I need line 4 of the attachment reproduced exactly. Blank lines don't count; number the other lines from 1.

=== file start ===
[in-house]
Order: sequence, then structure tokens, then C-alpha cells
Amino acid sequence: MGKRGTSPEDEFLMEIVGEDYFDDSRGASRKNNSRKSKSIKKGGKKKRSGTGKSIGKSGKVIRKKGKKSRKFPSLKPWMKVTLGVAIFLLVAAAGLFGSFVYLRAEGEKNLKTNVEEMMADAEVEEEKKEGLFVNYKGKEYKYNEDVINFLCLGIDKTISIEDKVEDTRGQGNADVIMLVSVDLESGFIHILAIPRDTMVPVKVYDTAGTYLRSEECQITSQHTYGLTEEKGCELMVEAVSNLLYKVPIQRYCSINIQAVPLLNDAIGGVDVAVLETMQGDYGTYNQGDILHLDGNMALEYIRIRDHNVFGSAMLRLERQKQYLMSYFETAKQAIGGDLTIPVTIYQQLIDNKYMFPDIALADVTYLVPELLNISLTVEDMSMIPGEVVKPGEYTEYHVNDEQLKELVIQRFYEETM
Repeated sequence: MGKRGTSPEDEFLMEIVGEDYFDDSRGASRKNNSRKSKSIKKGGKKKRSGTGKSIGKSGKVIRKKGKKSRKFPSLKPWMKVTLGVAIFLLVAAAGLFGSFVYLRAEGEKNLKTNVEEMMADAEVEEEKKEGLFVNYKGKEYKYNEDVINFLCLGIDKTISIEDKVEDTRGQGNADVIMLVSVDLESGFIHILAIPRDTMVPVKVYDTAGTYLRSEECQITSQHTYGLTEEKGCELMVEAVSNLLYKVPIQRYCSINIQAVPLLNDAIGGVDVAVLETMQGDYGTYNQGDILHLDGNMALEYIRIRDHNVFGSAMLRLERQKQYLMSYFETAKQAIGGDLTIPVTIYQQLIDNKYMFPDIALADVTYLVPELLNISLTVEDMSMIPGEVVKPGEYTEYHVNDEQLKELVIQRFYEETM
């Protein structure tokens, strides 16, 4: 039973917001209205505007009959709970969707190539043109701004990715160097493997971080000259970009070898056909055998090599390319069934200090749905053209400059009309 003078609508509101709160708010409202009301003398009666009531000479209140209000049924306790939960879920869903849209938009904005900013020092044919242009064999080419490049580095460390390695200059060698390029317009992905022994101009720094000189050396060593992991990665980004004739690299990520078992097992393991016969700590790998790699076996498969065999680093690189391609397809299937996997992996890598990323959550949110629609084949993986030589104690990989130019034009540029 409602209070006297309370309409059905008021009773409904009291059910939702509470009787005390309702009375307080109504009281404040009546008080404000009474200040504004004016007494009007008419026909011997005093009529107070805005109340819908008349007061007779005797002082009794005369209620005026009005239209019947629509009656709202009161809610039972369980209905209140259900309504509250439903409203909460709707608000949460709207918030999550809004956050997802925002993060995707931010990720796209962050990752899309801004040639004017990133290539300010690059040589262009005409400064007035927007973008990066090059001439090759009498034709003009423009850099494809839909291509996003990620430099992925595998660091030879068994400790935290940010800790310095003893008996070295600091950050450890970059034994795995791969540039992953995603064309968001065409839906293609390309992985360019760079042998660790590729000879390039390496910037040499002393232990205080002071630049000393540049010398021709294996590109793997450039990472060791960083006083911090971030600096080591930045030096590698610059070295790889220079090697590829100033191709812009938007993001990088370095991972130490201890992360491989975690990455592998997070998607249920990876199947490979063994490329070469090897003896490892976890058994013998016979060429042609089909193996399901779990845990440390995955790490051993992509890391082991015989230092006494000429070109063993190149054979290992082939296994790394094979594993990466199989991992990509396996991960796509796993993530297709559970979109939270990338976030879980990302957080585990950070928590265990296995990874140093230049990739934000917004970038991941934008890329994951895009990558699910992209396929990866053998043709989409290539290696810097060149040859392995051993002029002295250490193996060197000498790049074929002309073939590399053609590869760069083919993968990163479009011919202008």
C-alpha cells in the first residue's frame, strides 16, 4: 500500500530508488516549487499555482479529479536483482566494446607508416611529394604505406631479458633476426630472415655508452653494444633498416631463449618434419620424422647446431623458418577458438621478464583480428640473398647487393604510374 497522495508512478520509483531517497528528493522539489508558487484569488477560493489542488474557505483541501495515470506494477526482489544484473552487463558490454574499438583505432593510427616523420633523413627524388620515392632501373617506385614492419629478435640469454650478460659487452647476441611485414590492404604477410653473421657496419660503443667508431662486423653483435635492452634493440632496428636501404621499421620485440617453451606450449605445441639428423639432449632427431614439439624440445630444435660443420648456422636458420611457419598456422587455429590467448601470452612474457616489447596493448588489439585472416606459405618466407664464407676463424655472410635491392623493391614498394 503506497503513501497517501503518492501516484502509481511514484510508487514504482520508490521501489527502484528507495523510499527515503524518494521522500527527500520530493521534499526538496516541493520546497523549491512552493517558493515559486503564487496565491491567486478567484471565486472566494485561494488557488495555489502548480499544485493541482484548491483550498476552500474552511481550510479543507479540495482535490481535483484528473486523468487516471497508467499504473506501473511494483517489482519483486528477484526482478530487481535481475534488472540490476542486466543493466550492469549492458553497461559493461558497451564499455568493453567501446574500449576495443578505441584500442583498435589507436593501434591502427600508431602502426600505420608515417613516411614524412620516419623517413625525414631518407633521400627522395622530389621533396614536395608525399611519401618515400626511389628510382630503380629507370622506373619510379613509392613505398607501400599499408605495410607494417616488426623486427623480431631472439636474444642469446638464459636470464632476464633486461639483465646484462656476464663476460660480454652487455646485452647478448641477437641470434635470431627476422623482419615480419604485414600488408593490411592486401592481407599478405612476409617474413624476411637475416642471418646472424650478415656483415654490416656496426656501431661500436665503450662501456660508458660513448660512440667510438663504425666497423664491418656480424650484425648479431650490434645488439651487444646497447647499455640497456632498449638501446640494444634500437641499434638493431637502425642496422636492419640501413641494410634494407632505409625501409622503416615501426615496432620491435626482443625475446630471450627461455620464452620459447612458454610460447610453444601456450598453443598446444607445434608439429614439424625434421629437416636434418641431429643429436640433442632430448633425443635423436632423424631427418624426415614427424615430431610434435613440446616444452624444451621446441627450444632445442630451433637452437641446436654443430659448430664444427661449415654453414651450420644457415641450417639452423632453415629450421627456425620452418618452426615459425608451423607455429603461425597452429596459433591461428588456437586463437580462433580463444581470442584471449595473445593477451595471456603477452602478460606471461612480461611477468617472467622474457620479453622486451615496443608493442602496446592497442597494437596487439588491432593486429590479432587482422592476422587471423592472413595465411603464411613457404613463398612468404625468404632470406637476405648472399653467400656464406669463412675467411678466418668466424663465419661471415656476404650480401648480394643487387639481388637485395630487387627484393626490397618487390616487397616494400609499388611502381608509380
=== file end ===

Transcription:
Repeated sequence: MGKRGTSPEDEFLMEIVGEDYFDDSRGASRKNNSRKSKSIKKGGKKKRSGTGKSIGKSGKVIRKKGKKSRKFPSLKPWMKVTLGVAIFLLVAAAGLFGSFVYLRAEGEKNLKTNVEEMMADAEVEEEKKEGLFVNYKGKEYKYNEDVINFLCLGIDKTISIEDKVEDTRGQGNADVIMLVSVDLESGFIHILAIPRDTMVPVKVYDTAGTYLRSEECQITSQHTYGLTEEKGCELMVEAVSNLLYKVPIQRYCSINIQAVPLLNDAIGGVDVAVLETMQGDYGTYNQGDILHLDGNMALEYIRIRDHNVFGSAMLRLERQKQYLMSYFETAKQAIGGDLTIPVTIYQQLIDNKYMFPDIALADVTYLVPELLNISLTVEDMSMIPGEVVKPGEYTEYHVNDEQLKELVIQRFYEETM